System structure

From now on, we include excerpts of the US patent application (No. US13/908,988), so the language register and the figure references follow those of the patent conventions. For example, we refer to Focus-n as “the invention”, and parts of the schemes are referred by their corresponding numbers as labeled in the illustrations.

The invention is preferably practiced in the context of an operating system resident on a personal computer, which incorporates a Java Virtual Machine (Standard Edition) that executes Java byte-code. However, other object-oriented languages that render capabilities similar to Java may also be utilized. Moreover, the context must also incorporate an object-oriented database manager for storing and retrieving the content of the data objects, although there exists means for translating object-oriented queries to other types of database managers, such relational databases. In any case, it should be understood that the invention may be embodied in many different forms and should not be construed as limited to the embodiments set forth herein.

FIG. 1

FIG. 1 shows a symbolic block diagram of a generic framework 100 for the inventive system and methods. It consists of hardware blocks (gray-shaded) and software blocks (in white). The hardware of personal computers, server computers, or other computing devices such as smartphones and tablets, is basically composed of one or more Central Processor Units (CPUs) 110 for executing the software code, a Random Access Memory (RAM), so-called Volatile Memory, and its controller 120 for temporary holding the software code and data, other controllers 125 for Persistent (non-volatile) Memory devices 135, such as Read Only Memory (ROM), Flash Memory, Hard Drives, External Discs (CD-ROM, etc.) or other sorts of Removable Memory (pen drives, memory cards, etc.), for storing the software code and data when the computer is turned off, and a collection of Input/Output Controllers 130 for managing the input/output devices 140, such as Mouse, Keyboard, Screen, Network connection, etc., that make possible for the computing device to interact with the outer world, as well as other circuitry (not described in the diagram) that binds everything properly.

The inventive system 180 is called Focus-n. It needs a software framework composed of the Embedded code 145, that does the most basic handling of the machinery, the Operating System 150, that provides generic means for executing programs, a Database Manager 160, which will handle the content of the data objects, and a Runtime Environment for executing the Java byte-code of Focus-n, so called Java Virtual Machine (JVM) 170. Obviously, in the case that Focus-n was written in another programming language, other runtime environment would be necessary.

FIG. 2

FIG. 2 refines the internal structure of Focus-n 180. The Kernel bloc 200 includes the code and data for the most basic working of the inventive system. For the rest of the diagram, the software subsystems are referred as “managers” (in squared blocks) because they are responsible of handling specific data entities (in rounded blocks).

The Base of Objects Manager 210 corresponds to Focus-n code that communicates with the Database Manager. The Base of Objects 215 is a symbolic representation of the object database of the Focus-n system, although the database is actually stored in a persistent media, such as a hard drive.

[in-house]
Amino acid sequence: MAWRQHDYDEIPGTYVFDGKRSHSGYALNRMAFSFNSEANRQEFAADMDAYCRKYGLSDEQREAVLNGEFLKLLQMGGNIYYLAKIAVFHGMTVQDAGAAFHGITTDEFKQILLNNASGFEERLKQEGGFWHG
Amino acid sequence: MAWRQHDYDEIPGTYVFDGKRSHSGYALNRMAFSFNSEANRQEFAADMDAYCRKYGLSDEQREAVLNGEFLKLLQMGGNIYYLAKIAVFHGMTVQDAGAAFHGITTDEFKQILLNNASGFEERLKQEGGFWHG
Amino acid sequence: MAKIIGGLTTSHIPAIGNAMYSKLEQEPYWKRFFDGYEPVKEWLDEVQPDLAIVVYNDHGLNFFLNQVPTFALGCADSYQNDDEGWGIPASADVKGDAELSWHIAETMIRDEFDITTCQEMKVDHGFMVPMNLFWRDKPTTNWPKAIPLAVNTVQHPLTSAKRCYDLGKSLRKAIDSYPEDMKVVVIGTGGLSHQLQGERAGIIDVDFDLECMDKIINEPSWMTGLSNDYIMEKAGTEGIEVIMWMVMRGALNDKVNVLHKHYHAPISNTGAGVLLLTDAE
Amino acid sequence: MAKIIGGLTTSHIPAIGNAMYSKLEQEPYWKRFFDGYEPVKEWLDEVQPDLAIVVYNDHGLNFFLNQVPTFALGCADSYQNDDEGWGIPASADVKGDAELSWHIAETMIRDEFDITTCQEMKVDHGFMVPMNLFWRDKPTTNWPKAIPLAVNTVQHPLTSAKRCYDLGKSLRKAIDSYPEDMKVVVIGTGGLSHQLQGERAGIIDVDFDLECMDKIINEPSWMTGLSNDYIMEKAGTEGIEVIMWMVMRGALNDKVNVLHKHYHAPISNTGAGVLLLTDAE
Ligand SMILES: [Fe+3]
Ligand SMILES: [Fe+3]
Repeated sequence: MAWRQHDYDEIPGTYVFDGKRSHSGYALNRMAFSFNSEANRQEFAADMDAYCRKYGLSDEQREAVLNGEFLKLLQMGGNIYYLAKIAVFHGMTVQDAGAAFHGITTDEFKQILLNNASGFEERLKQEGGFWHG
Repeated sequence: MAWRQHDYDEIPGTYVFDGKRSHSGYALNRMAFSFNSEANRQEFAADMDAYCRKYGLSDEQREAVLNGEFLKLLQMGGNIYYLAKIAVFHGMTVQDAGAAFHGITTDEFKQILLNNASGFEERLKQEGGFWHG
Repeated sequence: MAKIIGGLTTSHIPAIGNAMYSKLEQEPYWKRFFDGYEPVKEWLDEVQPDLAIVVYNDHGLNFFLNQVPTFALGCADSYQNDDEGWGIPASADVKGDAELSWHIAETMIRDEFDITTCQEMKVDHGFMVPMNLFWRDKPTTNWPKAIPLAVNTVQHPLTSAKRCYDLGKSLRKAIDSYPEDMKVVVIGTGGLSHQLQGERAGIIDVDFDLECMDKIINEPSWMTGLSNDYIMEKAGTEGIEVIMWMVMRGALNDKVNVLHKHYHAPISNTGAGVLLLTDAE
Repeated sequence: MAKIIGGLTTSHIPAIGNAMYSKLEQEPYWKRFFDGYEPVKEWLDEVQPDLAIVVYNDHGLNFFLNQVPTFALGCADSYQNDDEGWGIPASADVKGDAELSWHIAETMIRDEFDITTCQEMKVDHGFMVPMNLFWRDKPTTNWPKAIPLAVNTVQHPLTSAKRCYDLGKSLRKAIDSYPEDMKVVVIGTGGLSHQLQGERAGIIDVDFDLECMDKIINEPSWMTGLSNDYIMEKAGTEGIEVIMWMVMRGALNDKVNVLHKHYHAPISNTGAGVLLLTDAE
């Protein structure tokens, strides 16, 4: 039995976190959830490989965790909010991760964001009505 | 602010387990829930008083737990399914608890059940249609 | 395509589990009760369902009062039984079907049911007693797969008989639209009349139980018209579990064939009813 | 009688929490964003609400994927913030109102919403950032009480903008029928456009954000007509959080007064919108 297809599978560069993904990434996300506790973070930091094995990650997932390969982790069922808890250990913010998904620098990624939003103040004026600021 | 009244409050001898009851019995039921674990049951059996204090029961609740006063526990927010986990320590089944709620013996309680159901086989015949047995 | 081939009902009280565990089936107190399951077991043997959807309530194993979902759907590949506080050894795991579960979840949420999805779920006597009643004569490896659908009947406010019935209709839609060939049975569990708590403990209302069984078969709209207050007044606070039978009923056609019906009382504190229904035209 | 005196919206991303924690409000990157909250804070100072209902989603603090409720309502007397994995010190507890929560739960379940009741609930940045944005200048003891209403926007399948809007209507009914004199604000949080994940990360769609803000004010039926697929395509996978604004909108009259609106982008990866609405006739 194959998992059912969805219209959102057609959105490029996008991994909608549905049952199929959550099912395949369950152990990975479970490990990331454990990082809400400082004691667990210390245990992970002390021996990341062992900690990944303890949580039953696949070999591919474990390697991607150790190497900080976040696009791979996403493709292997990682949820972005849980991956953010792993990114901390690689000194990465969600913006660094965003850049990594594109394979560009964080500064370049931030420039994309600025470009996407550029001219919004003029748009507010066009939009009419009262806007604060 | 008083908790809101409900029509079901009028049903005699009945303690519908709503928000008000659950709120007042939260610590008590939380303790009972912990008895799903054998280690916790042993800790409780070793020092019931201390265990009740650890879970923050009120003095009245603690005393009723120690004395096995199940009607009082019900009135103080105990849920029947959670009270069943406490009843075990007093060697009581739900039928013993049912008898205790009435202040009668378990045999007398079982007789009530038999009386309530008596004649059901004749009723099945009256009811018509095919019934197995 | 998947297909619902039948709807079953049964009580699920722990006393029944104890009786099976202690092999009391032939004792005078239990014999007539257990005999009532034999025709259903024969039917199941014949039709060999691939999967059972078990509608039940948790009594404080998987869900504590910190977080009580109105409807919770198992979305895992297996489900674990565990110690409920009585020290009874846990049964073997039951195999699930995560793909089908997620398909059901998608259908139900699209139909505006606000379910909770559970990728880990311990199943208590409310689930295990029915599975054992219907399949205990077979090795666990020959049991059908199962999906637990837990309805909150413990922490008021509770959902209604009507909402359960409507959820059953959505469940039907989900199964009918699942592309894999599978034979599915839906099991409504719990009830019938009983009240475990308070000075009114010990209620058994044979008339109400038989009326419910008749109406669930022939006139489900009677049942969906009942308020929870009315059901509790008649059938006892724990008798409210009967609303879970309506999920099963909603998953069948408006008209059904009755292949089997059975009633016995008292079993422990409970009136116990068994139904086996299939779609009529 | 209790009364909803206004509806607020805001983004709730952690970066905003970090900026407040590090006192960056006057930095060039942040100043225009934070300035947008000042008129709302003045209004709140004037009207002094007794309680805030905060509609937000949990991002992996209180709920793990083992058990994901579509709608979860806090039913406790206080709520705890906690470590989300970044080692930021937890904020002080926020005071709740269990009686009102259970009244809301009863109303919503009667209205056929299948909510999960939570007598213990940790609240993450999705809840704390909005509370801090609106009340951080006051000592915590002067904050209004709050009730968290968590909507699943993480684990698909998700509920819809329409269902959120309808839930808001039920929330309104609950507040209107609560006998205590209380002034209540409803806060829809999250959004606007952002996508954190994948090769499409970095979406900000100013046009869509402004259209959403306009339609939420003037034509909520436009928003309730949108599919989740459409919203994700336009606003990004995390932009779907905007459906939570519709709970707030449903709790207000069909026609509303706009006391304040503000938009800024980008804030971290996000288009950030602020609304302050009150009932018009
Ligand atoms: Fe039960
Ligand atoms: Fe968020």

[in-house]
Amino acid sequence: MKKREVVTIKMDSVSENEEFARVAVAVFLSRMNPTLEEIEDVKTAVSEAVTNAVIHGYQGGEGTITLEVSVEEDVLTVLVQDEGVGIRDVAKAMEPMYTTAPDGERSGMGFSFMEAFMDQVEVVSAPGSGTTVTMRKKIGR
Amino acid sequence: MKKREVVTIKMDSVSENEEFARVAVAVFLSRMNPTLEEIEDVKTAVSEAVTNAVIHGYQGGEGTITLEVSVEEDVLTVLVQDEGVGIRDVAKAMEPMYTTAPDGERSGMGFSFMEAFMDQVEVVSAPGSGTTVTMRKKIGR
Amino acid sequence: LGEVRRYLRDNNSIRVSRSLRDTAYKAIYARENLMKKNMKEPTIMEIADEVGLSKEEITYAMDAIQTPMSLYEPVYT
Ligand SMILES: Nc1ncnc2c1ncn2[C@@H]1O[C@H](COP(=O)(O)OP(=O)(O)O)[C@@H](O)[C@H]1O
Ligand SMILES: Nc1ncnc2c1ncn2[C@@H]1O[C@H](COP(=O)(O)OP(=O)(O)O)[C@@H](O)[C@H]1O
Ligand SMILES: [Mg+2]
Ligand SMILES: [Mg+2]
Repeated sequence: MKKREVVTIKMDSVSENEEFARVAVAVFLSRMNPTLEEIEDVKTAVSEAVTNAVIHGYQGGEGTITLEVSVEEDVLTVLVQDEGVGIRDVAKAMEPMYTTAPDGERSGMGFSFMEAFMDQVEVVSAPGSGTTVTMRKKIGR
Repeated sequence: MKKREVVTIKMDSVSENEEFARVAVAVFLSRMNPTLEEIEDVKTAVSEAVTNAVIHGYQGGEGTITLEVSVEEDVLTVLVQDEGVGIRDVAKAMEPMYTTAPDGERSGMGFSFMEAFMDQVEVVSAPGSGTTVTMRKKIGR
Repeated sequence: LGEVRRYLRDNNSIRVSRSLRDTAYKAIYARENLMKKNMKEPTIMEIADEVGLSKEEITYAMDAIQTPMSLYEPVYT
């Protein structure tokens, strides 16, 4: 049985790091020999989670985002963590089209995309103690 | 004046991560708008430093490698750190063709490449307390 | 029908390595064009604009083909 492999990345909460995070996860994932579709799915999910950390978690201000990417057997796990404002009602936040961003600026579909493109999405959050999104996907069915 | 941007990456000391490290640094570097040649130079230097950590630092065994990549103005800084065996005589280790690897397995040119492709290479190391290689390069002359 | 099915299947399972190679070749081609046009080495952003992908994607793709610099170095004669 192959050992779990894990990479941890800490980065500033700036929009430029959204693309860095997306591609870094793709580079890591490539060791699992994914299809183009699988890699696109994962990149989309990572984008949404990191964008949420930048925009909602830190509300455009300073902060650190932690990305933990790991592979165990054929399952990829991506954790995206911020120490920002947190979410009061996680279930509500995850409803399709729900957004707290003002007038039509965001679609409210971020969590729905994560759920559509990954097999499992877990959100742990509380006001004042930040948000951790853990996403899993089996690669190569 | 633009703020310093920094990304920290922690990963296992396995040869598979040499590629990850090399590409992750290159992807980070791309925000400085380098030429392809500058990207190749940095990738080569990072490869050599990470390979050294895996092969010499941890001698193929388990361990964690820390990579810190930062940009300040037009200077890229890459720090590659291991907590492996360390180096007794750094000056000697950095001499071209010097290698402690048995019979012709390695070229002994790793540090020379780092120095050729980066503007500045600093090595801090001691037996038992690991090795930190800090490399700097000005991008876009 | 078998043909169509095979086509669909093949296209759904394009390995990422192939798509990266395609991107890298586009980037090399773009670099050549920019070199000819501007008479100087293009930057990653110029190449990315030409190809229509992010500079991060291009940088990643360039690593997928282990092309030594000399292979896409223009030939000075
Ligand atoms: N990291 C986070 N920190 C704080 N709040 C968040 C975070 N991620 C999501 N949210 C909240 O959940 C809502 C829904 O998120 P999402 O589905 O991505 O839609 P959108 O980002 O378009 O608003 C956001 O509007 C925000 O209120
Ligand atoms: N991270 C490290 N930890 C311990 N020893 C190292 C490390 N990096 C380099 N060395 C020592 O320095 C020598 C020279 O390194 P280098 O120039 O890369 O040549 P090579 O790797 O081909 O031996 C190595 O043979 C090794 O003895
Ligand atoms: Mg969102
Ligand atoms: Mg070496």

The Type Manager 220 provides means for controlling (identifying, importing, deleting, etc.) the available types of objects. One must observe that each type is represented as an object of the system (Type 1, … Type nt), which is a strategy to allow updating the collection of types without the need for rebuilding (recompiling) the inventive system. However, these strategy requires that the programming language can create objects at run-time (dynamically) from a “code block” that represents the structure and behavior of the user object (e.g., an object-oriented instance of a class or prototype), as the Java language does.

The Object Manager 230 is responsible for tracking generic data objects in use on volatile memory, which is necessary because it is not efficient to process the data of the objects directly on the persistent memory of the database.

The Project & Sets Manager 235 handles the content of all user projects and their included sets and subsets, which are held on volatile memory for efficiency reasons. Of course, any change in any generic object, type object, project, set or subset will be reflected on the corresponding instances of the database by the corresponding manager.

The Toolkit Manager 240 tracks the toolkits installed in the system. Analogously, the Viewer Manager 250 and the Framer Manager 260 enable the user to install or deinstall different viewers or framers for different types of objects. Indeed, toolkits, viewers and framers are objects of the inventive system, which makes it relatively easy for the user to adjust the capabilities of Focus-n to his or her necessities, although it requires that the programming language can load dynamically and execute the “code blocks” corresponding to that software components, as the Java language does.

Moreover, the framers handle the visualization of objects and sub-objects, by means of frames, so there is a Frame Manager 265 that controls all frames of the current objects in focus. Again, each frame is an object of the system, and should be loaded from the database into volatile memory for efficient handling, and later stored again in the database to record any changes on the state of frames.

Finally, there is a Menu Interface Manager 270 that is responsible for the objects representing menu interfaces, menus and menu items, which describe and allow to reconfigure the available user interfaces for each type of object.

All these software components mentioned thereof will be described more thoroughly in the following pages.